What?! Eat SEVEN Servings of Fruit and Vegetables Daily Now?

My husband is not going to be happy about this, this man who every day eats apples, cherries, blueberries, spinach, and red peppers.  

A new study finds that five servings of fruits and vegetables a day is still not enough. Say what?  According to the Los Angeles Times, we really should be eating seven.

Eating five a day was supposed to reduce the risk of heart disease, stroke, obesity and Type 2 diabetes. 

Scientists from the University College London who looked at data concerning fruit and vegetable consumption and mortality from a 12-year period for more than 65,000 people over the age of 35 found that participants "ate on average 3.8 servings of fruit and vegetables a day, with a serving being three ounces. Those who ate more fruit and vegetables were found to have a lower body-mass index," Jenn Harris reports. 

I'm not that good either.  I try to have two vegetables at dinner and eat fruit throughout the day, but I certainly don't, always.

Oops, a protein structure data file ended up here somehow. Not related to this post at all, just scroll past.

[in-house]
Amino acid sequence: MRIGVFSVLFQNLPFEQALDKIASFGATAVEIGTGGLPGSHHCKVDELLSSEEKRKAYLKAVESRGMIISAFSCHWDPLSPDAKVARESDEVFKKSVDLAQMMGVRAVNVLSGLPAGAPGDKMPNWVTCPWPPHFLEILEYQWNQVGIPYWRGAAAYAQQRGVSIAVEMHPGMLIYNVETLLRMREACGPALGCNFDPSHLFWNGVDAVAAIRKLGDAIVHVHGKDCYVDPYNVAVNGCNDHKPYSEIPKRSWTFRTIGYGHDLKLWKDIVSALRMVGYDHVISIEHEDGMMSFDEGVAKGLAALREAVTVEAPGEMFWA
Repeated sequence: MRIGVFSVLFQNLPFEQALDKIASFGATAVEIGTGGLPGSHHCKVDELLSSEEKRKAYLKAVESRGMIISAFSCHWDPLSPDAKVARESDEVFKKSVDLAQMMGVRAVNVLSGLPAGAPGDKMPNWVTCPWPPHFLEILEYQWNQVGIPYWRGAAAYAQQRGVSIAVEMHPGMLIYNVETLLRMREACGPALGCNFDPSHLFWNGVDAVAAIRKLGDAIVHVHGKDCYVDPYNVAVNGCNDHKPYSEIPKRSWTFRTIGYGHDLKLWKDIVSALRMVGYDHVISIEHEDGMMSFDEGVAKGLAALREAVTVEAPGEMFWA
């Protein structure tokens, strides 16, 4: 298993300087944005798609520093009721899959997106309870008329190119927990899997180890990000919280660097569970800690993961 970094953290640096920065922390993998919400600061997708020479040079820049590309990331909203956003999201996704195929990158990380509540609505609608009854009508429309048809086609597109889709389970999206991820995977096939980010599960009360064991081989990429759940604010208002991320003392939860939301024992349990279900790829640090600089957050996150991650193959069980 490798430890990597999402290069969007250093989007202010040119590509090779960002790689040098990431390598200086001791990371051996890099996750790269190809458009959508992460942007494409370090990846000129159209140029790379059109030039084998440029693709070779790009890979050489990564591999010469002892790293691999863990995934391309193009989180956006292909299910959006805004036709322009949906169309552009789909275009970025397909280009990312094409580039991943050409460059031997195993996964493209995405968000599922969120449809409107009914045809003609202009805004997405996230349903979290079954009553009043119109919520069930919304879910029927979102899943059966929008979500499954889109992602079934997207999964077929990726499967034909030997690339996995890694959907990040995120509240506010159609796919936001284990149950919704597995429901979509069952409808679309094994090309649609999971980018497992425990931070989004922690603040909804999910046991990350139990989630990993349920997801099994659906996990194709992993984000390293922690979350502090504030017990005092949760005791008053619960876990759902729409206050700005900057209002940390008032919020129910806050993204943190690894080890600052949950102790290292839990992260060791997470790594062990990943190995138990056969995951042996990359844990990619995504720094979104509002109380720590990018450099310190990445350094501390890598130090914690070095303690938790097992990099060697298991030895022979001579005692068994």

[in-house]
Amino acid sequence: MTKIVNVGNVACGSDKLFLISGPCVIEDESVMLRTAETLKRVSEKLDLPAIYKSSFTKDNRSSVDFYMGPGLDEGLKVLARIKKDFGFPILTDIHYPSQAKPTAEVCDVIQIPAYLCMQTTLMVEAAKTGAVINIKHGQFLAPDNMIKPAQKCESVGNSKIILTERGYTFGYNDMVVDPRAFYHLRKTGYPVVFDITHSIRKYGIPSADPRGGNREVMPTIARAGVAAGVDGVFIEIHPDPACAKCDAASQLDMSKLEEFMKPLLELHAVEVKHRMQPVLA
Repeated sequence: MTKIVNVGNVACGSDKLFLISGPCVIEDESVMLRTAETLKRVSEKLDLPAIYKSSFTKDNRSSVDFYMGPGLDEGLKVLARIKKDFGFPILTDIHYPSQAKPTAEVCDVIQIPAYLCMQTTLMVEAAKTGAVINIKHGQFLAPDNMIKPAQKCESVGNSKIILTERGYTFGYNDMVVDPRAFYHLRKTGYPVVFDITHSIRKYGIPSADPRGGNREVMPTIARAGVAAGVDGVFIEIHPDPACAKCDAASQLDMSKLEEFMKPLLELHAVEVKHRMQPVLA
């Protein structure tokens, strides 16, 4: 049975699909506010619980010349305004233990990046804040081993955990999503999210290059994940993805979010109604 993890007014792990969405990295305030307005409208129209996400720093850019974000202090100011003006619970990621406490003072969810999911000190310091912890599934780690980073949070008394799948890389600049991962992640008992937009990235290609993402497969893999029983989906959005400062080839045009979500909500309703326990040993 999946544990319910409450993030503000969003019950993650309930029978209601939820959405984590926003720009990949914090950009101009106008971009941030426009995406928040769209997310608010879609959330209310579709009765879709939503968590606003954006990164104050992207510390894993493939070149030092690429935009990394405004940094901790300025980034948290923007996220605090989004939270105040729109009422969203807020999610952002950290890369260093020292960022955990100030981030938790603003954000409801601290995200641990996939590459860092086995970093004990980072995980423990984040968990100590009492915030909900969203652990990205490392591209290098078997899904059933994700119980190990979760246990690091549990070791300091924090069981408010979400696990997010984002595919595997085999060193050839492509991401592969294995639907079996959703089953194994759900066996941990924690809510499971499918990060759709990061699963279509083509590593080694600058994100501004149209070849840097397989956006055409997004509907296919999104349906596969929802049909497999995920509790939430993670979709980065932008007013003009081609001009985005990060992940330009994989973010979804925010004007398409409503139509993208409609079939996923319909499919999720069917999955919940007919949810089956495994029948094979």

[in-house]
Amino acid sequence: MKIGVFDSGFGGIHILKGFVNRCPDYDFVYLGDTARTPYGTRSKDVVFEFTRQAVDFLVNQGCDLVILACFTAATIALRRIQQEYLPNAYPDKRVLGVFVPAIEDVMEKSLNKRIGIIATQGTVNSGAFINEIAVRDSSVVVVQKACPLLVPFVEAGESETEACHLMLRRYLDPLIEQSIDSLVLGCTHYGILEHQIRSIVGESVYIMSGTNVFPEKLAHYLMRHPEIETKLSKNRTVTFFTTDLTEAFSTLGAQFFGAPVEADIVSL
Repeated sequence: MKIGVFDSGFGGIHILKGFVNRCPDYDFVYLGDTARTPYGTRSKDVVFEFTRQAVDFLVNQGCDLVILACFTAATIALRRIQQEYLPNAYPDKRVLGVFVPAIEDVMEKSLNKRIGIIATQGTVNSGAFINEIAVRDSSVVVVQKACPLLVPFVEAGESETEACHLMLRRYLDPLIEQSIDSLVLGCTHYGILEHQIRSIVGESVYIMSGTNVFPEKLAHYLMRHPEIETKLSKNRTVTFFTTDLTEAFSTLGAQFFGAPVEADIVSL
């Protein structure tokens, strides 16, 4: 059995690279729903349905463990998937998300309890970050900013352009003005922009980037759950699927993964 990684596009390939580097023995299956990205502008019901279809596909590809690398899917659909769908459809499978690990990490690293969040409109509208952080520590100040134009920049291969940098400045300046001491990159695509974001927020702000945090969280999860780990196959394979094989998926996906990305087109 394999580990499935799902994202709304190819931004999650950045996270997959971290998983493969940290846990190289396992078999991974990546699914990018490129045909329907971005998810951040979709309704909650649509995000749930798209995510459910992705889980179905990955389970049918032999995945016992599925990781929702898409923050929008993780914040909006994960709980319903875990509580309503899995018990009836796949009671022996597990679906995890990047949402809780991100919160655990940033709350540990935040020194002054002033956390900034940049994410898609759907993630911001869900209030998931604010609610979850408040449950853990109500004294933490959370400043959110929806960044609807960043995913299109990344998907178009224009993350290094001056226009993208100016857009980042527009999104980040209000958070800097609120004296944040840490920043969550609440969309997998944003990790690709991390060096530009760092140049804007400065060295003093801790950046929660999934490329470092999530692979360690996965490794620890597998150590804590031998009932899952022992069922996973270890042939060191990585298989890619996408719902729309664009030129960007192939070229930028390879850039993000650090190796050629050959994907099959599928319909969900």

"The clear message here is that the more fruit and vegetables you eat, the less likely you are to die at any age," the study’s lead author, Dr Oyinlola Oyebode of UCL's department of epidemiology and public health, told the Telegraph, as Harris notes. "My advice would be however much you are eating now, eat more."

But don't load up on the fruit. Vegetables are a lot better to eat more of. Fruit, of course, has sugar, and even Weight Watchers advises not to eat too much of it every day.


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